Tudor Giurgiu: Enjoy TIFF! | TIFF

Tudor Giurgiu: Enjoy TIFF!

08.06.2023 21:21
Tudor Giurgiu, President of Transilvania International Film Festival, reflects on the last 12 months and the surprises reserved for this edition.

I don't know what happens to others when they turn 50, but for me all the months between June 2022 and today have been an emotional and intense rollercoaster. It was probably one of the best years I've ever had. I finished editing Sibiu 89 which in the meantime became Freedom. I filmed for Nasty, the documentary about the life and career of Ilie Nastase, legendary tennis player, the first world number 1 in tennis history (1973). Recently, together with colleagues Tudor and Cristi, we declared picture lock.

It was very difficult for me to work on a period film, to go back in time to 1989, to find locations that kept the touch of those years. I watched dozens of clips and VHS footage, saw hundreds of photographs. I barged into the souls and lives of people who no longer wanted to remember what happened in Sibiu in December 89. I cried with them, I let all their energy and their anger - that time has passed and nobody has done them justice - steep into me. I went all over the country trying to find former soldiers and militiamen involved in the incidents of those days. People I didn't know wrote to me, reliving nightmarish moments: they were students at the military school in Sibiu and they were shooting terrified, in all directions, chaotically. They killed each other. Terrorists were nowhere and everywhere. Anyone could have been one. A neighbour, a work colleague, a close relative, an Oltcit driver breaking through the barricade of patriotic forces. I spent months casting, trying to assemble a team of actors who would work well together. I was like a Jurgen Klopp who needed players with sparkle, but also an ensemble that would work like a clock. I found them. Lots of them and truly excellent ones. When we were filming in Brăila, the war in Ukraine started. Our film became somewhat of a background story, during the breaks our colleagues were involved in the process of helping and hosting refugees. During the shoot, I could only sleep 4-5 hours a night. I blamed it on the hard mattress on the hotel bed, but actually it was the adrenaline. The thought of arriving on set the next day, the thought that I simply had to know how to work with 30 actors and 150 extras. I slalomed through the waves of Covid, patiently listened to stories that didn't interest me, I was both psychologist and therapist, and I befriended dozens of people. I met Alex Calangiu, a wonder of an actor. For post-production I went to Budapest - I turned the film inside out again and again until I reached the most terrible moment for a director, the moment when you say PERIOD. You say "That's it, that's the final film, I'm not touching it anymore!" Freedom will have its world premiere at TIFF this year and it's going to be what I wanted it to be, a screening where I'll be holding my breath together with thousands of people. It's the film I'm most attached to and, I think, my best film so far.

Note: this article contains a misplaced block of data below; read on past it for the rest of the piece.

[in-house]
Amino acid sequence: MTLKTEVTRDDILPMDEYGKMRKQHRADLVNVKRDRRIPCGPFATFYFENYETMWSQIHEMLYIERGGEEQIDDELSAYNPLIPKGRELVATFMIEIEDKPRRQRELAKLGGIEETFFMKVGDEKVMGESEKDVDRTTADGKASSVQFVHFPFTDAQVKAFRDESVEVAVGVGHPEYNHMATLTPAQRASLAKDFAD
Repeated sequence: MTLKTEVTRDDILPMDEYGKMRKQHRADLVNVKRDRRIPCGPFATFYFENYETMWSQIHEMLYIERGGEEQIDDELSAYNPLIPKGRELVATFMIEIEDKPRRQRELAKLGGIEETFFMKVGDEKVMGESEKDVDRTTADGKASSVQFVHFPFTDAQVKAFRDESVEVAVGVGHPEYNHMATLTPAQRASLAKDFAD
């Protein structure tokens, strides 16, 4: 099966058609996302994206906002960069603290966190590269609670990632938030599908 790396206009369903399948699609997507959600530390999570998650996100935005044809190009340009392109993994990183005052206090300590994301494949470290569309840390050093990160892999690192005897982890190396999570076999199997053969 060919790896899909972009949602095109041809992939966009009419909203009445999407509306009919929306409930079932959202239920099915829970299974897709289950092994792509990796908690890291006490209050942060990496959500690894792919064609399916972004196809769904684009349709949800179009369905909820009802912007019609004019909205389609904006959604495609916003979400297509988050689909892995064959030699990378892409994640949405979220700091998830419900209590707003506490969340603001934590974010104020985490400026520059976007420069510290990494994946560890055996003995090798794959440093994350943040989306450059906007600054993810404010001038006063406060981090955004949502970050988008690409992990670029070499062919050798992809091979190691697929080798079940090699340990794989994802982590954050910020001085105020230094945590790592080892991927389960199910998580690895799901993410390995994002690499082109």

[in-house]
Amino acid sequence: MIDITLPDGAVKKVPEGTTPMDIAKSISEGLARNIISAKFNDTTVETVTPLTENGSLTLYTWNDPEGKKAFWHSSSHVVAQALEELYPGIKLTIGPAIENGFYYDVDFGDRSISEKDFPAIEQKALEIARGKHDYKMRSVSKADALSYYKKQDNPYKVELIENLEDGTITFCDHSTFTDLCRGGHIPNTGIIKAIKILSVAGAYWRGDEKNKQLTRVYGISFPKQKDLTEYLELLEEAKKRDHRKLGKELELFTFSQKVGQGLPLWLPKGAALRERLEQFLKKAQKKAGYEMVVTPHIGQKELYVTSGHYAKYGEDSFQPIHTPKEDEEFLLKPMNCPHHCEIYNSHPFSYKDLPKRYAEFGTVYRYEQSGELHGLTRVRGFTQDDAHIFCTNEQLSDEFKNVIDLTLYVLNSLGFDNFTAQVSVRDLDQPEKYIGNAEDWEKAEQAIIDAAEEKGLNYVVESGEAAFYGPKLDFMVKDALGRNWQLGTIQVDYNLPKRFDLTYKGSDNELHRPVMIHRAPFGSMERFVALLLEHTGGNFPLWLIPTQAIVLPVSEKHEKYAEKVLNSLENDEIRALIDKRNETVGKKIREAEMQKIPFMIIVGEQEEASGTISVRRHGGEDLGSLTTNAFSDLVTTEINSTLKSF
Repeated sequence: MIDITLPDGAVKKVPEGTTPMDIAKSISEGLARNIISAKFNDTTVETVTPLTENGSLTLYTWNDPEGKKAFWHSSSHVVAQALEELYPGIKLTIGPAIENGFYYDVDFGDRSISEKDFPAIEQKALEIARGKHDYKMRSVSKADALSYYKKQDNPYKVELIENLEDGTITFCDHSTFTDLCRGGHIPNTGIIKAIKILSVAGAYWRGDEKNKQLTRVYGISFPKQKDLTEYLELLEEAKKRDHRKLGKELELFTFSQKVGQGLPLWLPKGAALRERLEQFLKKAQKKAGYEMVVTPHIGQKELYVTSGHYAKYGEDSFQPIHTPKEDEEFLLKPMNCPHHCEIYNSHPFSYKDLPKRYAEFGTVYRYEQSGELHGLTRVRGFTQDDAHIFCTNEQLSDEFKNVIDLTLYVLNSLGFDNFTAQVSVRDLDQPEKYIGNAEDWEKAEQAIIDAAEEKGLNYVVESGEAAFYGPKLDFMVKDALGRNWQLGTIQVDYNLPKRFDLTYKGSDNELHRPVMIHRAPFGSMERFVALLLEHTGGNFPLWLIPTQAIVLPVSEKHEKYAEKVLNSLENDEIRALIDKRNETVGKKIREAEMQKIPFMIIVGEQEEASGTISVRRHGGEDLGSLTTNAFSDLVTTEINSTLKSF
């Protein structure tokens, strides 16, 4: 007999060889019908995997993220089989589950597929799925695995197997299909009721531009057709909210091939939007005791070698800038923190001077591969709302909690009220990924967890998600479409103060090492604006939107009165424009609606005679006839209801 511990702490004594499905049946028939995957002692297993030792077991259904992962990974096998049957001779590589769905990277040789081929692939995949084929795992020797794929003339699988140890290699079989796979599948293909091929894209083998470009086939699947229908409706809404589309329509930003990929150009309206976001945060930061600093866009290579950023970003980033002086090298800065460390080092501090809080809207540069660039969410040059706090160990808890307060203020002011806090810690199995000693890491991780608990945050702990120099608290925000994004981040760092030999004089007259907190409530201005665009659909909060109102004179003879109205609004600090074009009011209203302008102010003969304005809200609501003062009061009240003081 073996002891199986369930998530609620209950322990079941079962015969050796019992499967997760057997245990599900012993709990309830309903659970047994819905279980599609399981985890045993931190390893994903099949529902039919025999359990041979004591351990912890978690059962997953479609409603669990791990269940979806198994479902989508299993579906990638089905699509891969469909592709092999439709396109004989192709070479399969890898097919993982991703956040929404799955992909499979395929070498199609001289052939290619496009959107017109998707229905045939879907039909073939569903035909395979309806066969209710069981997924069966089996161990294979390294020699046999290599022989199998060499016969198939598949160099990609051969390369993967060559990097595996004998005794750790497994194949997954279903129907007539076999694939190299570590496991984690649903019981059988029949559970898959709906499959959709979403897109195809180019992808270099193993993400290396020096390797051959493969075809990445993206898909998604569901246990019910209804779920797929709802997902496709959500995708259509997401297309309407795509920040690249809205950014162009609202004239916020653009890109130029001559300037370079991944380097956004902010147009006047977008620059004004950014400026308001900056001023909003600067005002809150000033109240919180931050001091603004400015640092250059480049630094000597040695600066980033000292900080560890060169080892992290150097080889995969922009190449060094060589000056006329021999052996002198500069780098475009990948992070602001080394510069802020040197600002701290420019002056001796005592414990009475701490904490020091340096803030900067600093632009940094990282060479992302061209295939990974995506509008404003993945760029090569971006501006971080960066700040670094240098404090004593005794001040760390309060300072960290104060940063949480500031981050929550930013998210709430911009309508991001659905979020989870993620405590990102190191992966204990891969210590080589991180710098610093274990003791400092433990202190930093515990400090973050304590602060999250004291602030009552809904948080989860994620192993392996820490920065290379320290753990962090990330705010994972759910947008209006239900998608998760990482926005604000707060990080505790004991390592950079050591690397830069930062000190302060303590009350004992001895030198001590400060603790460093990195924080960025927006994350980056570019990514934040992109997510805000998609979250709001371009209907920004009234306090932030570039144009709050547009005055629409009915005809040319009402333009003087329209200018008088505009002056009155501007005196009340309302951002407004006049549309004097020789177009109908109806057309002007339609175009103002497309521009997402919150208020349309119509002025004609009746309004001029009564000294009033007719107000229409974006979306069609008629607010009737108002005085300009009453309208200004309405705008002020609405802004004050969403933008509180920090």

Working in parallel on a documentary film about a character as complex and controversial as Năstase was often the breath of fresh air I needed to balance myself. I was coming out of a story about lies, chaos and manipulation and gradually entering a world I didn't know much about. The tennis of the 1970s (in fact anything related to sport then) has nothing to do with what it is today. The players were friends, they went out for pizza and drinks, money didn't make a difference because they didn't earn that much anyway. They gave each other nicknames without being suspected of being politically incorrect - Năstase called Ashe Negroni, Ilie was either Gypsy or Commie, Solomon and Dibbs were The Jew Boys. People were flocking to see Connors and Năstase in the arenas, tennis was becoming cool and popular and everyone wanted to be there to experience it. They knew what they were getting was not just quality tennis, but also entertainment. Ilie soon became the first rock star in tennis history. How could you not make a film about such a character? Controversial, involved in all sorts of unfortunate stories in recent years, but a generous, big-hearted guy, a poet. As Cristian Tudor Popescu put it, Ilie, even when he was losing, he would say: It's just a game! I've filmed with Rafa Nadal, Stan Smith, Jimmy Connors, Leconte, Boris Becker, Wilander, Billie Jean King and many others. I visited Phil Knight, the co-founder of Nike, at his house. I was flying across the ocean thinking about my militiamen in Freedom and how I was going to finish the film, or how I was going to make Connors spill the beans about the crazy tricks he used to pull with Năstase, or the meetings with A-class actors I was going to invite to TIFF.

Speaking of which, in case you haven't caught on, this crazy year has also seen many conversations (with Chiri, Cristi and Oana) peppered with gin and tonics galore. Conversations about what TIFF, now at its 22nd edition, would be like. But it never crossed my mind that we would end up showing 200 films, that Geoffrey Rush, Oliver Stone and Michel Franco would come to Cluj, all at the same edition. That we would have new screening venues, that there would be unforgettable cine-concerts, that we would be screening films by Godard and Lumet.

I don't really know how this year has gone, but I seriously wonder if I haven’t been touched by the magic of an invisible Puck who made it all seem so simple and natural. It felt like a midsummer’s night, dancing through images and memories with many dear friends. 

Enjoy TIFF, I can't wait to show you Nasty next year!


Tudor Giurgiu